Seoul Semiconductor, of Ansan, South Korea has brought its 3rd patent infringement lawsuit against Mouser for allegedly distributing infringing products from Everlight. While the previous two lawsuits were filed in Düsseldorf, Germany in 2017, this Seoul filed this latest lawsuit in Milan, Italy. (Ref. Coverage).
Specifically, this most recent lawsuit was filed in the Court of Milan against Mouser Electronics Inc., a global electronics distributor and its Italian subsidiary. The lawsuit claims that Mouser is selling certain patent-infringing Everlight products in Italy. According to the complaint, Seoul contends that Mouser should be held accountable for selling such LED products that infringe Seoul’s patent rights. Based on this claimed infringement, Seoul has asked the court for a permanent injunction, damages, withdrawal from the market, and destruction of the infringing products.
Despite the previous two lawsuits, Seoul says Mouser has continued to sell products accused of infringing its patents in other countries. Seoul says that for that reason the company launched its third patent infringement lawsuit against Mouser for the sale of infringing Everlight LED products in Italy.
Seoul to Continue Patent Litigation Against Direct Manufacturers, OEMs, and Their Distributors
Seoul indicated in a news release that the company is committed to pursuing enforcement against those that infringe its patent rights. Furthermore, Seoul says that the company plans to continue the patent litigation and expand its patent enforcement against market participants involved in suspected-infringement around the world. The company also says it will continue such infringement litigation until the alleged patent infringers cease suspected-infringement and Seoul obtains court remedies to address the harm caused by the alleged-infringement.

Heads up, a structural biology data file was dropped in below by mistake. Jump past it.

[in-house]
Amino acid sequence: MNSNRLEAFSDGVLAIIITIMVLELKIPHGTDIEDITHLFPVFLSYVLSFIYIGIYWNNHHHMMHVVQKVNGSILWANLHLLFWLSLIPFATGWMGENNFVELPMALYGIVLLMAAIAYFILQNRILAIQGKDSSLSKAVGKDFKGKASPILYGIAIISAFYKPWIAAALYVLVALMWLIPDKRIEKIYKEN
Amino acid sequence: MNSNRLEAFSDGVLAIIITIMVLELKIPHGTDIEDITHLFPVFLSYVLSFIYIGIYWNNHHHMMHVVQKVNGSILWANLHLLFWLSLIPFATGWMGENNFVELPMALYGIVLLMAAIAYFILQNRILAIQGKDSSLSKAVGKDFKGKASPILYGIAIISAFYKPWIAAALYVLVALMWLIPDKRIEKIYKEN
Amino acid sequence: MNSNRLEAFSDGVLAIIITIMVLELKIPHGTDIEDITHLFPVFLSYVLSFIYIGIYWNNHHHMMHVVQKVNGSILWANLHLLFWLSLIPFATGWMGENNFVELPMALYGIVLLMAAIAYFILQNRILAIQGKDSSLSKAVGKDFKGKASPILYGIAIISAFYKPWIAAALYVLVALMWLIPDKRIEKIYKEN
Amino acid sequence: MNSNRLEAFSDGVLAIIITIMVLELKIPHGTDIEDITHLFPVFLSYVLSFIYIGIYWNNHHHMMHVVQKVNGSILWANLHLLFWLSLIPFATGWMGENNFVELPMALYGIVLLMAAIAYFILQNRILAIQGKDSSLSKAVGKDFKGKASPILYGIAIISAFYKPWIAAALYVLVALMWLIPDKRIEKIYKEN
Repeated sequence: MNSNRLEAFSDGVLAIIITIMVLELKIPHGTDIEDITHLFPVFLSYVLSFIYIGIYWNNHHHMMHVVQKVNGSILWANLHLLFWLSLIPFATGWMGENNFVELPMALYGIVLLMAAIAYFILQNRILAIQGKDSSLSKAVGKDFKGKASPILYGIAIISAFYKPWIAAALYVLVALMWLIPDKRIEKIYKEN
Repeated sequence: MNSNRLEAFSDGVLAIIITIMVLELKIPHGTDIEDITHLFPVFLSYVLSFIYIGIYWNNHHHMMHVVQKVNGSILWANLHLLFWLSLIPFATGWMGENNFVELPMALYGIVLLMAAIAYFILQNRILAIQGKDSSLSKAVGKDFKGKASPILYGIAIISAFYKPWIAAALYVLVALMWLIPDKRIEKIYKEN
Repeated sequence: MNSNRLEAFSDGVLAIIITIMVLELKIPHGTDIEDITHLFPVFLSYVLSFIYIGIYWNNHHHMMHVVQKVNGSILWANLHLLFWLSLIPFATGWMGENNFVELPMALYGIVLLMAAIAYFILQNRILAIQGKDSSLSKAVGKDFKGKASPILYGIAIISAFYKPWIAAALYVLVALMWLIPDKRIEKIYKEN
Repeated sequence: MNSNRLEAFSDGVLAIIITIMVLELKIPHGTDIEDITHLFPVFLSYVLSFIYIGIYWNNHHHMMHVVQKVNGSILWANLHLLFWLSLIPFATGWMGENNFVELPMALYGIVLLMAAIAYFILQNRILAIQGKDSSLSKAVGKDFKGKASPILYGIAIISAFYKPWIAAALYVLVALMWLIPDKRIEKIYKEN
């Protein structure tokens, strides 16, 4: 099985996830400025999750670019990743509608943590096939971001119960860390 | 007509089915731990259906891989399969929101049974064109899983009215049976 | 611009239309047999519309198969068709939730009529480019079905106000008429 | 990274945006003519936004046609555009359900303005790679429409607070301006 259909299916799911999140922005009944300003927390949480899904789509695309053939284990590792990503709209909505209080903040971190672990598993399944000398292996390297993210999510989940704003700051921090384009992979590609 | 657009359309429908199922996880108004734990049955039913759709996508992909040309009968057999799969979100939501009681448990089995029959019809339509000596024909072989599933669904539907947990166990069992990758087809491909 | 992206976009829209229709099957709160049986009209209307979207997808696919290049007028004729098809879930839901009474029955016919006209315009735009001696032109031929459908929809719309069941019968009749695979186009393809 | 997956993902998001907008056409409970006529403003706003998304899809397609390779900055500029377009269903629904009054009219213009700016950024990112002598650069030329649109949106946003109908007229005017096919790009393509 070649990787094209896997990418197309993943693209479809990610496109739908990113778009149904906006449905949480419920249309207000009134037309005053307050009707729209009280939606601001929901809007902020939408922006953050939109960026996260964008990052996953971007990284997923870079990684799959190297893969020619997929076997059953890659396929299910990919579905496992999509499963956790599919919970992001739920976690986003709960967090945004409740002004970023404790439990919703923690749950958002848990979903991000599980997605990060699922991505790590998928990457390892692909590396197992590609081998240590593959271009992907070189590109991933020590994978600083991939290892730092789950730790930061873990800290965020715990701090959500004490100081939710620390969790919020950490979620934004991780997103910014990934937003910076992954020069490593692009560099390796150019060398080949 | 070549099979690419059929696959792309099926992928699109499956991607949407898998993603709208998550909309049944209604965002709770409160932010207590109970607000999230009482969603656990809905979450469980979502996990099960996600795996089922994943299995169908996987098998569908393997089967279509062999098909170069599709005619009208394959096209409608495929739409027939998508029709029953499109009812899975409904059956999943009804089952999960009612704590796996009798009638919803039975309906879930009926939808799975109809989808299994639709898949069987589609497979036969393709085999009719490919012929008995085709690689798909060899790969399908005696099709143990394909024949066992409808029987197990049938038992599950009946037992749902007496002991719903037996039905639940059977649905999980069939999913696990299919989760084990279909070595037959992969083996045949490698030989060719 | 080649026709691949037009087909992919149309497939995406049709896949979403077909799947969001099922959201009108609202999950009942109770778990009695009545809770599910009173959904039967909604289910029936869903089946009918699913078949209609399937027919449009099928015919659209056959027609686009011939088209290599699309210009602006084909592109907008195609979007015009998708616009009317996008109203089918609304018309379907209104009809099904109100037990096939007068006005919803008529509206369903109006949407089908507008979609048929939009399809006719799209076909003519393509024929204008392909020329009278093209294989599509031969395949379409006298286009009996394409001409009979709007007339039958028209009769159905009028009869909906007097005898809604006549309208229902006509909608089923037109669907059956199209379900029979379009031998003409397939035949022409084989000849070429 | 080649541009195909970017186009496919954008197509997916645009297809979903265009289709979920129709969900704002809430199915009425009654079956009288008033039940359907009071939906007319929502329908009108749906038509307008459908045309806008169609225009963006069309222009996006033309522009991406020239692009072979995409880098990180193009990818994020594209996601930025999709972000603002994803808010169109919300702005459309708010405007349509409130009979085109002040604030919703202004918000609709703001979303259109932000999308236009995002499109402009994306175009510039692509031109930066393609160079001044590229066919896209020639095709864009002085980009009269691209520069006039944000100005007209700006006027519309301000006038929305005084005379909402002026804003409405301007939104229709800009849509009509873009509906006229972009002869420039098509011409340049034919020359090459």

An official of Seoul’s IP team explained, “In order to fundamentally block distribution of suspected-infringing products, we will have to expand our enforcement efforts to include direct manufacturers, secondary product manufacturers who have purchased and used suspected-infringing components, as well as their distributors.”
He added, “For young entrepreneurs and small businesses that try to realize their dreams with a creative idea, we believe that intellectual property should be respected.”